The worst thing to do is put yourself in more debt.

Housing expense is what take most of your income and if you can’t afford it it is best to let it go. It will free up a lot of resource that could be put for better use.

jdun on August 12, 2010 at 5:02 PM

First GOVERNMENT MORTGAGE CORP. , Makes home loans that the borrower had no chance of repaying , then we had the crash, now they are going to loan money again that will never get repayed ?
Hey, here is an idea why not let the government buy a car maker and then make them build an electric car that couldnt be sold even with a subsidy …………………….

ELMO Q on August 12, 2010 at 5:18 PM

Clink on August 12, 2010 at 5:13 PM

Ah, the sucker tax.

I’m suprised the Dems haven’t instituted a national lottery by now, that’s exactly the sort of circus clown “thinking” they specialize in.

NoDonkey on August 12, 2010 at 5:30 PM

If we had just let the markets do their thing and hit bottom we wouldn’t be in this extended bailout catch 22 (assuming Obama had a bit of economic sense and didn’t make all these sweeping changes and regulations businesses can’t pay or plan for).

LifeTrek on August 12, 2010 at 7:01 PM

We increased residential mortgage debt from $5.1 trillion to $11 trillion in 8 short years from 2000 – 2008.

Again, we increased our national residential mortgage debt BY 6 trillion dollars, at a time when the market was over-priced.

It took us 100′s of years to get to 5.1 trillion. It took us 8 years to more than double that number to 11 trillion!

The question is, how much did we overspend? 2 trillion? 3 trillion? More??

That is what people do not seem to grasp yet; the enormity of the issue.

Prime loans (which were actually what I call faux-prime because the majority of prime loans done during that time did not remotely fit the true definition of a prime loan), Alt-A loans, Subprime loans… doesn’t matter.

ANY loan done during that time frame was a bad loan because the value of the underlying asset was distorted/inflated.

The harsh reality is that millions of the jobs that were created during that time were temporary, because they existed only as long as the real estate bubble existed (really, it was an asset bubble of almost ALL asset types).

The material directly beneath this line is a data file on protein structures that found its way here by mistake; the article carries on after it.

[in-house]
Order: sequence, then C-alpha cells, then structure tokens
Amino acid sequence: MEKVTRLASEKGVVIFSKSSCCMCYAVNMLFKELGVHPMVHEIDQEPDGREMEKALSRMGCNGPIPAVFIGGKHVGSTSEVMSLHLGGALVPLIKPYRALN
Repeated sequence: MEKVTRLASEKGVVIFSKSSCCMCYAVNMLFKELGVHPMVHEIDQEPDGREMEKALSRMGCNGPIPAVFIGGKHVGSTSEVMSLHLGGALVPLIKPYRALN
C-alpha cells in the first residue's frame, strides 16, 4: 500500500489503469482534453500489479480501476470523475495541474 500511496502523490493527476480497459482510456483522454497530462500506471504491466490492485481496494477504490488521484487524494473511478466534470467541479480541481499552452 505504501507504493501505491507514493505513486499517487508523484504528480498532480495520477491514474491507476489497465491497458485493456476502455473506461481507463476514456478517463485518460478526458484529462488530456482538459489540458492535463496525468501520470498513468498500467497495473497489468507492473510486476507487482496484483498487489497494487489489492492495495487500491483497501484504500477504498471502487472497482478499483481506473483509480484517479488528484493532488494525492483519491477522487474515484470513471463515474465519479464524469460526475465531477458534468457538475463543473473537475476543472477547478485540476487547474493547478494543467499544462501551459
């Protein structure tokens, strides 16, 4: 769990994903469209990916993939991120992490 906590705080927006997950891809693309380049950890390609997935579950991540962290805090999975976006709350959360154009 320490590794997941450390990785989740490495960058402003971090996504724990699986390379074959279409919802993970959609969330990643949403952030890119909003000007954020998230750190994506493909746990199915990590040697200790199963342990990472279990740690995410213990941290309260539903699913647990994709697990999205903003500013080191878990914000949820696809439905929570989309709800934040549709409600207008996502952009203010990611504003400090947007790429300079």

That bubble has burst and it’s a long way down back to earth.

The pain must come.

Jobs, jobs, jobs (non-government, preferably export-creating jobs) are the only pain reliever!!

The anti-business attitude in Washington has got to stop.

Jobs are the only thing that can save us, if anything can.

painesright on August 12, 2010 at 7:21 PM

Nothing like an offer to dig your hole deeper that will do nothing more than add more doom and gloom to the housing industry!

Soon they may have to enact the Homestead act again to get people to TAKE homes for the low cost of a few improvements!

BigMike252 on August 12, 2010 at 8:37 PM

Keep working losers!

/

This is idiotic.

CWforFreedom on August 12, 2010 at 9:13 PM

Guys, don’t you get it yet? The debt means absolutely nothing. Yes, a bold statement but hear me out. The US Treasury prints t-bills and sells them to the fed. The fed buys them with zeros they added to their computers. The Chinese buy some with zeros they add to their computers. We in turn buy their crap with the dollars we borrowed from them thus returning the dollars to them. In exchange they get zeros added to their accounts in the form of interest payments that our government creates out of thin air. The higher taxes have nothing to do with this whole mess. The higher taxes are there to provide “economic justice” in the form of punishment for success. At the end, no one expects the debt to be paid, just serviced in the form of interest payments.
Too bad it doesnt work like that for the rest of us… or does it?
Think about it for a second. If you walk away from your debt, what happens? Your credit rating is shot right? But you already walked away from the debt with your assets. and by definition you have to be making more money than those assets are worth. So imagine if you were 100% debt free tomorrow with the same income you have today. Can the bank put you in jail? No, only the IRS can do so. Can they take your home, sure, but only after many months of delinquency. You see they don’t want to foreclose and take the loss in their balance sheet. So they wait and wait hoping some one (you or the .gov) starts servicing the debt again. Meanwhile you save all the money you used to make payments with. Why, because you now have no more credit and will have to make all future purchases with cash. But, is that a bad thing? How much money would you be able to save by not paying interest on debt? How about your ability to haggle for the best price by using cash?